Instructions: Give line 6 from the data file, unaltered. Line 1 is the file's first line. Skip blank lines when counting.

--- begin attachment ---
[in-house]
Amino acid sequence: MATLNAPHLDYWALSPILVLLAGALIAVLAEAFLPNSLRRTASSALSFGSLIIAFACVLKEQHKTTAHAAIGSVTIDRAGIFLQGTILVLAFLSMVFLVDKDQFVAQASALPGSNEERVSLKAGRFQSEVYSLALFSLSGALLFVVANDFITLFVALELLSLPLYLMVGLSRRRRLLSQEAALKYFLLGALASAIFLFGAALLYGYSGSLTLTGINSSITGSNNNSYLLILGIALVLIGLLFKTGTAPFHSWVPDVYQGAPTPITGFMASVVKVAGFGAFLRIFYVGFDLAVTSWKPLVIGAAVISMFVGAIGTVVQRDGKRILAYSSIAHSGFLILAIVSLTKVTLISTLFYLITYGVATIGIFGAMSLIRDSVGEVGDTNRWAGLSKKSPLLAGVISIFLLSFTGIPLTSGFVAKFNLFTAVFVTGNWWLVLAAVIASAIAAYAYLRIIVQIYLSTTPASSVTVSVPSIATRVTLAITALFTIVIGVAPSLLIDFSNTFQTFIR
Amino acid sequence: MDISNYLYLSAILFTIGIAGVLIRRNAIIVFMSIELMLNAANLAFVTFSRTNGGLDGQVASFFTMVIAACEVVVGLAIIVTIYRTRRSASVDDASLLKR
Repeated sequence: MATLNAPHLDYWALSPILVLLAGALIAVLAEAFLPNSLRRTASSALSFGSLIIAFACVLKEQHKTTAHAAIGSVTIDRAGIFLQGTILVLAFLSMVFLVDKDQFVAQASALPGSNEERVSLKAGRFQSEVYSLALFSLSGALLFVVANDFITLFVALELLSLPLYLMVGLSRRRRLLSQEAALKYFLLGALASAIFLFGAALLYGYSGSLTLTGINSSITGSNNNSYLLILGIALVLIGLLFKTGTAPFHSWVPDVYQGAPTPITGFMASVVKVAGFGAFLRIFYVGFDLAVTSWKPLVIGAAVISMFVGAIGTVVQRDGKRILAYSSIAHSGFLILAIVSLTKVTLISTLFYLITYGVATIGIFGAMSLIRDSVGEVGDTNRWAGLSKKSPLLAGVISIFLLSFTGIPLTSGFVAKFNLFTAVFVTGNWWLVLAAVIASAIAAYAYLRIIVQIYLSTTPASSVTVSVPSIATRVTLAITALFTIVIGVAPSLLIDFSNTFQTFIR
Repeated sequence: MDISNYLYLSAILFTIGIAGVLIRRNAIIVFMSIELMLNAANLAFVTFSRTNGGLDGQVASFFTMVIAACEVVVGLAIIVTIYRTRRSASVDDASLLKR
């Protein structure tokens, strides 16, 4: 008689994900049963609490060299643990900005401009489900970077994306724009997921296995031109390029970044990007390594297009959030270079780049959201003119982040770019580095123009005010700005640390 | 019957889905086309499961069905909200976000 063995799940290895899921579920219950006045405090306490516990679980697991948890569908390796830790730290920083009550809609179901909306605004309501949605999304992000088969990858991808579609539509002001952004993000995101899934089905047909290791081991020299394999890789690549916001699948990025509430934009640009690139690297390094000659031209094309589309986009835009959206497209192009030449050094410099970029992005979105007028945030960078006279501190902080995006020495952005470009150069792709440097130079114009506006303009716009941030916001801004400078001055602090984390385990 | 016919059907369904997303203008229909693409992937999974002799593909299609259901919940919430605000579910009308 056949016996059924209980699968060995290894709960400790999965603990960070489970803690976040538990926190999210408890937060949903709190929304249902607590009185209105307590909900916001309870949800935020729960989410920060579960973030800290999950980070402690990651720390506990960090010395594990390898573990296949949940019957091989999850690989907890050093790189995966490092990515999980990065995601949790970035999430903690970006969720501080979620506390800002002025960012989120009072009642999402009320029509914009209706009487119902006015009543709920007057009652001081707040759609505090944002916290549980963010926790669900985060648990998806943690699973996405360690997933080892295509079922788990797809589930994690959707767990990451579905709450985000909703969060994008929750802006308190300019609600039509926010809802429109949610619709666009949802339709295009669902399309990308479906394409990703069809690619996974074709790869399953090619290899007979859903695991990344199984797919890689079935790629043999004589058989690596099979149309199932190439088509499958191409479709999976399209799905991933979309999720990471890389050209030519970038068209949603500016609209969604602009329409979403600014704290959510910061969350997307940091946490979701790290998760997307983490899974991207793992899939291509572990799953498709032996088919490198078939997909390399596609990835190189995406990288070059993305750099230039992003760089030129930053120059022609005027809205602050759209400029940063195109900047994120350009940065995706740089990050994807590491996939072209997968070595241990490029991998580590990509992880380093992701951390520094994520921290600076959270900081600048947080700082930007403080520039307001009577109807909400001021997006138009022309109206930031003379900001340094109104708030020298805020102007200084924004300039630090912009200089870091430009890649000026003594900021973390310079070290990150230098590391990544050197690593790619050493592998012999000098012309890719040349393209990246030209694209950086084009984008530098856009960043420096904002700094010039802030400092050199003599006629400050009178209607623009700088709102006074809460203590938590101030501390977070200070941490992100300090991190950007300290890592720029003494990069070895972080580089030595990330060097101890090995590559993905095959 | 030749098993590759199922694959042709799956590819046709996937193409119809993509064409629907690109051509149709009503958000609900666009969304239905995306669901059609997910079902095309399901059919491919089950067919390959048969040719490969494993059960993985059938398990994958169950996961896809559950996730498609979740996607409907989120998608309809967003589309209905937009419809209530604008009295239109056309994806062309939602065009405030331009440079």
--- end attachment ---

């Protein structure tokens, strides 16, 4: 008689994900049963609490060299643990900005401009489900970077994306724009997921296995031109390029970044990007390594297009959030270079780049959201003119982040770019580095123009005010700005640390 | 019957889905086309499961069905909200976000 063995799940290895899921579920219950006045405090306490516990679980697991948890569908390796830790730290920083009550809609179901909306605004309501949605999304992000088969990858991808579609539509002001952004993000995101899934089905047909290791081991020299394999890789690549916001699948990025509430934009640009690139690297390094000659031209094309589309986009835009959206497209192009030449050094410099970029992005979105007028945030960078006279501190902080995006020495952005470009150069792709440097130079114009506006303009716009941030916001801004400078001055602090984390385990 | 016919059907369904997303203008229909693409992937999974002799593909299609259901919940919430605000579910009308 056949016996059924209980699968060995290894709960400790999965603990960070489970803690976040538990926190999210408890937060949903709190929304249902607590009185209105307590909900916001309870949800935020729960989410920060579960973030800290999950980070402690990651720390506990960090010395594990390898573990296949949940019957091989999850690989907890050093790189995966490092990515999980990065995601949790970035999430903690970006969720501080979620506390800002002025960012989120009072009642999402009320029509914009209706009487119902006015009543709920007057009652001081707040759609505090944002916290549980963010926790669900985060648990998806943690699973996405360690997933080892295509079922788990797809589930994690959707767990990451579905709450985000909703969060994008929750802006308190300019609600039509926010809802429109949610619709666009949802339709295009669902399309990308479906394409990703069809690619996974074709790869399953090619290899007979859903695991990344199984797919890689079935790629043999004589058989690596099979149309199932190439088509499958191409479709999976399209799905991933979309999720990471890389050209030519970038068209949603500016609209969604602009329409979403600014704290959510910061969350997307940091946490979701790290998760997307983490899974991207793992899939291509572990799953498709032996088919490198078939997909390399596609990835190189995406990288070059993305750099230039992003760089030129930053120059022609005027809205602050759209400029940063195109900047994120350009940065995706740089990050994807590491996939072209997968070595241990490029991998580590990509992880380093992701951390520094994520921290600076959270900081600048947080700082930007403080520039307001009577109807909400001021997006138009022309109206930031003379900001340094109104708030020298805020102007200084924004300039630090912009200089870091430009890649000026003594900021973390310079070290990150230098590391990544050197690593790619050493592998012999000098012309890719040349393209990246030209694209950086084009984008530098856009960043420096904002700094010039802030400092050199003599006629400050009178209607623009700088709102006074809460203590938590101030501390977070200070941490992100300090991190950007300290890592720029003494990069070895972080580089030595990330060097101890090995590559993905095959 | 030749098993590759199922694959042709799956590819046709996937193409119809993509064409629907690109051509149709009503958000609900666009969304239905995306669901059609997910079902095309399901059919491919089950067919390959048969040719490969494993059960993985059938398990994958169950996961896809559950996730498609979740996607409907989120998608309809967003589309209905937009419809209530604008009295239109056309994806062309939602065009405030331009440079």